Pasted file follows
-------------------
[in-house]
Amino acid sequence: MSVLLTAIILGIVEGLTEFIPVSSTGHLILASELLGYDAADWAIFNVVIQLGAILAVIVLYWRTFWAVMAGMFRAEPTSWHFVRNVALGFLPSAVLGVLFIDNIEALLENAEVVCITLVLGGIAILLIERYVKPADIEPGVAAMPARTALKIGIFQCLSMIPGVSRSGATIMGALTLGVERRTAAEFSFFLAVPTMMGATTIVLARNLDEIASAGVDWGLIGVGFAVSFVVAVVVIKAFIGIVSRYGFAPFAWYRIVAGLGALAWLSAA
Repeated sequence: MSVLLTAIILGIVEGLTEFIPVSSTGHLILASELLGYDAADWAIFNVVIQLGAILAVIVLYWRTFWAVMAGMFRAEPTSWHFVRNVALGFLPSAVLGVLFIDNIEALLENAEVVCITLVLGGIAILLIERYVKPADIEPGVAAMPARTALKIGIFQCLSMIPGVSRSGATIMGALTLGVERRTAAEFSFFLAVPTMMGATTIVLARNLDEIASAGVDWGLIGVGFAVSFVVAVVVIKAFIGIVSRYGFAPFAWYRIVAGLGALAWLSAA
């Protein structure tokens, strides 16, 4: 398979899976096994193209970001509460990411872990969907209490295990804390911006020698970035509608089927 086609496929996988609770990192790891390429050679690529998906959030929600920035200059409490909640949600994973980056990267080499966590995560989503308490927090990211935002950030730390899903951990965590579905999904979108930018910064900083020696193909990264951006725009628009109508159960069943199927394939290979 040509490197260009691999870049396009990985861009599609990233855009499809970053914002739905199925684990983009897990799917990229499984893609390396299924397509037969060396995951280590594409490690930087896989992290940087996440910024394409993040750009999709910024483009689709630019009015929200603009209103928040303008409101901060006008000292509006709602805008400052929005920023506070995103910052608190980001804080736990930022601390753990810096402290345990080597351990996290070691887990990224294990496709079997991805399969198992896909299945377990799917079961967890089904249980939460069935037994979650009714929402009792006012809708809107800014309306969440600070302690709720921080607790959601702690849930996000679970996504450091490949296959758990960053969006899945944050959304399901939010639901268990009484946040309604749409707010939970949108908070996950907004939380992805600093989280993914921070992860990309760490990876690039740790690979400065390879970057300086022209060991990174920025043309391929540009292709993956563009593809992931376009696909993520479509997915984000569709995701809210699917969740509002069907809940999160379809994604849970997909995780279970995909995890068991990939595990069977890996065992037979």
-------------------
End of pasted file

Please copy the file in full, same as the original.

[in-house]
Amino acid sequence: MSVLLTAIILGIVEGLTEFIPVSSTGHLILASELLGYDAADWAIFNVVIQLGAILAVIVLYWRTFWAVMAGMFRAEPTSWHFVRNVALGFLPSAVLGVLFIDNIEALLENAEVVCITLVLGGIAILLIERYVKPADIEPGVAAMPARTALKIGIFQCLSMIPGVSRSGATIMGALTLGVERRTAAEFSFFLAVPTMMGATTIVLARNLDEIASAGVDWGLIGVGFAVSFVVAVVVIKAFIGIVSRYGFAPFAWYRIVAGLGALAWLSAA
Repeated sequence: MSVLLTAIILGIVEGLTEFIPVSSTGHLILASELLGYDAADWAIFNVVIQLGAILAVIVLYWRTFWAVMAGMFRAEPTSWHFVRNVALGFLPSAVLGVLFIDNIEALLENAEVVCITLVLGGIAILLIERYVKPADIEPGVAAMPARTALKIGIFQCLSMIPGVSRSGATIMGALTLGVERRTAAEFSFFLAVPTMMGATTIVLARNLDEIASAGVDWGLIGVGFAVSFVVAVVVIKAFIGIVSRYGFAPFAWYRIVAGLGALAWLSAA
């Protein structure tokens, strides 16, 4: 398979899976096994193209970001509460990411872990969907209490295990804390911006020698970035509608089927 086609496929996988609770990192790891390429050679690529998906959030929600920035200059409490909640949600994973980056990267080499966590995560989503308490927090990211935002950030730390899903951990965590579905999904979108930018910064900083020696193909990264951006725009628009109508159960069943199927394939290979 040509490197260009691999870049396009990985861009599609990233855009499809970053914002739905199925684990983009897990799917990229499984893609390396299924397509037969060396995951280590594409490690930087896989992290940087996440910024394409993040750009999709910024483009689709630019009015929200603009209103928040303008409101901060006008000292509006709602805008400052929005920023506070995103910052608190980001804080736990930022601390753990810096402290345990080597351990996290070691887990990224294990496709079997991805399969198992896909299945377990799917079961967890089904249980939460069935037994979650009714929402009792006012809708809107800014309306969440600070302690709720921080607790959601702690849930996000679970996504450091490949296959758990960053969006899945944050959304399901939010639901268990009484946040309604749409707010939970949108908070996950907004939380992805600093989280993914921070992860990309760490990876690039740790690979400065390879970057300086022209060991990174920025043309391929540009292709993956563009593809992931376009696909993520479509997915984000569709995701809210699917969740509002069907809940999160379809994604849970997909995780279970995909995890068991990939595990069977890996065992037979």